Thus, we have the Congress, for the first time, making subsistence payments to state police officers excludable from income, but not effective until after December 31, 1953. Furthermore, as has been stated, there are no administrative rulings by the executive branch which would exclude such payments from income, and in the judicial branch only the Third Circuit in Saunders v. Commissioner of Internal Revenue, 1954, 215 F.2d 768, and the Court of Claims in Jones v. United States, 1925, 60 Ct. Cl. 552, which will be discussed later, have ruled that such money might be excluded from income. On the other hand, the Commissioner and the Tax Court have held that such payments are income and taxable.10
This case is probably distinguishable from Saunders v. Commissioner of Internal Revenue, supra, inasmuch as: (a) There it was conclusive that the $70.00 a month received by Saunders in lieu of rations was not intended as compensation, and, in fact, the Tax Court found that the rations allowance "was not regarded or accounted for as compensation, either in the State Police Budget or by the State Civil Service Commission." Here the Tax Court failed to find that the "subsistence payment" was intended as a reimbursement. In fact, the provision of the Georgia law providing for a subsistence allowance is found in Section 92A-209 of 27 Code of Georgia Annotated, entitled "Same; personnel; officers'; salaries" (Emphasis supplied), and not in Section 92A-237 entitled "Allowance for board and quarters." (b) Saunders received $70.00 per month to pay for meals while actually on patrol, and he was required to eat at a place on his route at a particular time. Magness, on the other hand, received $4.50 per day every day of the year, even while on vacation or on days off, and, except for the time when he was actually on patrol, could eat at any place he chose. When he was on patrol the only requirement was that he notify his headquarters where he could be reached while he was eating. He testified that, while he was off duty, he could do anything he wanted to provided he notified his headquarters so that they could get in touch with him in case of an emergency.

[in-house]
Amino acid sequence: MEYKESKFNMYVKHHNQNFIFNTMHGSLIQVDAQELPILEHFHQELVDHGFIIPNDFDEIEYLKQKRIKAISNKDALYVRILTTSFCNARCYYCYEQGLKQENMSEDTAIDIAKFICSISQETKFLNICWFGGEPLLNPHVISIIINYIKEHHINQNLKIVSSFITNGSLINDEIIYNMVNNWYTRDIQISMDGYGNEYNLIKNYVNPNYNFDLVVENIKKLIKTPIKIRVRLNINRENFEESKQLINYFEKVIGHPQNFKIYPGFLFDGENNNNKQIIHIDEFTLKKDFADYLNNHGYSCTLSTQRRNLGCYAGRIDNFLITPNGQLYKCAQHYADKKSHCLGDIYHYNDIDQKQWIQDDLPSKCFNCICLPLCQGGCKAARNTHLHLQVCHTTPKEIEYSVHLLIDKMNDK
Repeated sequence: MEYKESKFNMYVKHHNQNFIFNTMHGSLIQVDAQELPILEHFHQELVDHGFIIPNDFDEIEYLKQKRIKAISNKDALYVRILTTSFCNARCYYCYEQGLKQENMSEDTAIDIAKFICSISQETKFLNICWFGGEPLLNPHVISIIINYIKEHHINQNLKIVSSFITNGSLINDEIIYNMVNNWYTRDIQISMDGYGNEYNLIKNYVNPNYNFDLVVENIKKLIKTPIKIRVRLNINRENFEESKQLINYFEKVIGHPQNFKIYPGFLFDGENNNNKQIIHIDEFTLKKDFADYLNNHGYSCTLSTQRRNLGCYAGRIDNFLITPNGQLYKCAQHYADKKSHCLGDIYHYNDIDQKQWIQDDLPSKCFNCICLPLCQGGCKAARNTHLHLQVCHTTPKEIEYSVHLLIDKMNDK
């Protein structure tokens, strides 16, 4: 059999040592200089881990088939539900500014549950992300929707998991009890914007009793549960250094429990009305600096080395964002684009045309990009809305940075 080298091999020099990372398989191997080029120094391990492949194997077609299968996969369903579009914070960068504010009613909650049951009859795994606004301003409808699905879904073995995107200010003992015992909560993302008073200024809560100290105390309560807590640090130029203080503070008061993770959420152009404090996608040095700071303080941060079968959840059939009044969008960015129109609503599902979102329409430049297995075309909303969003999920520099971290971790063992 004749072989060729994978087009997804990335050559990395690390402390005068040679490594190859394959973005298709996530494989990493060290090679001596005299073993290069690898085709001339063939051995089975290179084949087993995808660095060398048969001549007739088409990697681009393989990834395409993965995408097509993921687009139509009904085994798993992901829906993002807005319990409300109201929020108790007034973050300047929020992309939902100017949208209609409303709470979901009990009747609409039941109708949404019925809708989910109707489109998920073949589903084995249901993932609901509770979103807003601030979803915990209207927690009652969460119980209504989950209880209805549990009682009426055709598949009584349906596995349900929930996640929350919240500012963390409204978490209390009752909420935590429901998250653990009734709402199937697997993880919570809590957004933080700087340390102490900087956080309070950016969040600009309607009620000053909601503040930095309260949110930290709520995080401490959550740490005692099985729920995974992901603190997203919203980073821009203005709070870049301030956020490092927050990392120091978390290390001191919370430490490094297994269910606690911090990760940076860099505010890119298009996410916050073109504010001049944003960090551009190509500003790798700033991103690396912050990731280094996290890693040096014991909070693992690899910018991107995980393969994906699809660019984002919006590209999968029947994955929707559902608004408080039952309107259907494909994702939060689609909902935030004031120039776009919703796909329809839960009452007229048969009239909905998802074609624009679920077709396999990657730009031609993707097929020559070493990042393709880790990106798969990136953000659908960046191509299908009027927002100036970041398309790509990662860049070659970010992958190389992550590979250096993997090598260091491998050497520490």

The Jones case, supra, heavily relied on by the Third Circuit in Saunders, supra, and by petitioner here was distinguished in Robert H. Saunders, 1954, 21 T.C. 630; Charles H. Hyslope, 21 T.C. 131; and Gunnar Van Rosen, 1951, 17 T.C. 834, 839-840, as follows:
"While the Jones case is authority for the exclusion from gross income by military personnel of cash allowances made to them for subsistence and quarters, it does not, in our opinion, require or justify an extension of the rule therein to similar allowances made to civilian personnel."
Further, the Jones case presented the peculiar situation wherein the United States, with one hand, as an employer, gives money to its employees, and with the other hand, as a tax collector, takes it back; whereas a state is in the same position as any other employer so far as the federal income tax obligations of its employees are concerned.